The Western Desert
The Western Desert
In August 1940 the New Zealand force, still consisting of the First Echelon, moved to Maaten Baggush, some twenty miles east of Mersa Matruh. Much has been written about the Egyptian and Libyan deserts, and adequate mention made of the vast distances, the featureless expanses, the flies, the lack of water, the fiery sandstorms of summer and the surprising cold of winter; and yet, with all these hardships, the British soldier began to find an almost indefinable attraction in this Bedouin existence. Polar explorers have described the fascinating changes of colour in a land covered by snow and ice, and the desert, in its own way, had a richness of colour and variety in comparison with which the life of the Nile Delta seemed fussy and ignoble. The desert was vast, and quiet, and clean, and its austere simplicity satisfied some deep human appetite. It is significant that St. Paul sought the desert for his three-year period of spiritual training and discipline after his conversion; and it was the Early Christian anchorites in Egypt with their experience of desert solitude, who initiated the whole system of Christian monasticism. Deserts change little through the ages and the twentieth-century soldier was still subject to their spiritual influence. In fact his military life made him specially susceptible to such influences, for unconsciously he was practising monasticism and largely fulfilling the threefold vows of a monk in his life of chastity, poverty, and obedience. The vast distances, the silences, and the loneliness purified his thinking, and introduced into Army life a friendliness that discounted hardships and a nobility that softened the horrors of battle.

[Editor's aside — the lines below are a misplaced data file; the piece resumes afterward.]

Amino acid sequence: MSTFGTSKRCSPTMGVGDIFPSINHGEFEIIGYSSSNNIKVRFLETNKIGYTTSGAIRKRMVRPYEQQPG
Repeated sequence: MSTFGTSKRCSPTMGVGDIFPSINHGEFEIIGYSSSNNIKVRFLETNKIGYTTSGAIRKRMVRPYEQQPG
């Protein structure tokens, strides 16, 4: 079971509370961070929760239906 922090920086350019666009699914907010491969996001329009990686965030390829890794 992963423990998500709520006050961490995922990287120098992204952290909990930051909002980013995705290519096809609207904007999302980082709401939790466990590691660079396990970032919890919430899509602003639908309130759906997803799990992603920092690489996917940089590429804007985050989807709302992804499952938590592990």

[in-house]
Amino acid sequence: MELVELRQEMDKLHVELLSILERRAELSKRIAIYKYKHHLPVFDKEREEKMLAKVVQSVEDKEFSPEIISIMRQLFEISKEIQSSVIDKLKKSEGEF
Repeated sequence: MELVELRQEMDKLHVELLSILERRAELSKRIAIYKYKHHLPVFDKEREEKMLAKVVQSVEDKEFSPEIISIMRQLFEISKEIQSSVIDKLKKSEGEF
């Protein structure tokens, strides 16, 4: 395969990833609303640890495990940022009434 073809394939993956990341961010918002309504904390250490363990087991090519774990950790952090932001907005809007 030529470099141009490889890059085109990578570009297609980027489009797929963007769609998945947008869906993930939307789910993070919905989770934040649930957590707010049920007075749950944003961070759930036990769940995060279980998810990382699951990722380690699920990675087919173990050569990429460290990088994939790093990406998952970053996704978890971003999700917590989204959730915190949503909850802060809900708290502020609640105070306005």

But it takes time to see anything attractive in desert life, and in 1940 the New Zealanders had to learn the hard lessons of desert page 19 lore and submit to painful self-adjustment. The troops were widely dispersed because of the danger of air attack, and unit Church parades gave place to the more intimate battery and company services. This meant much more work for the chaplain, with five or six services a morning instead of one, but it seemed more attractive and valuable. The hard formality of the parade ground was absent, and in the evenings as he wandered around the unit, the chaplain found a welcome that had not been apparent in the crowded life at Base. With the dispersal the family life and individuality of units began to grow, and the chaplain found many fresh opportunities to get to know individuals and to play his part in the corporate life. The New Zealand welfare machine which was to give such outstanding service from Alamein till the end of the war was not yet completely organised, and many chaplains felt justified in spending much of their time looking after canteens and attending to the material welfare of the men. The culmination of all their work in that year was at Christmas with its special services and festivities —the first Christmas away from home, the first Christmas celebrated in the desert.
When the New Zealand transport units took part in General Wavell's Libyan offensive of December 1940, Padre V. R. Jamieson,4 attached to the New Zealand Army Service Corps, began that long saga of desert campaigning which ended in Tunisia with the award of the MBE for long and faithful service. His parish was always on moving wheels, and he had to travel enormous distances to keep in touch with his men. He was present in every action fought by the Division from 1940 till the end of the Tunisian campaign in May 1943, he was Divisional Senior Chaplain from Bardia to Tripoli (November 1942 - January 1943), and he watched the growth of the ASC until his work was shared by three additional chaplains.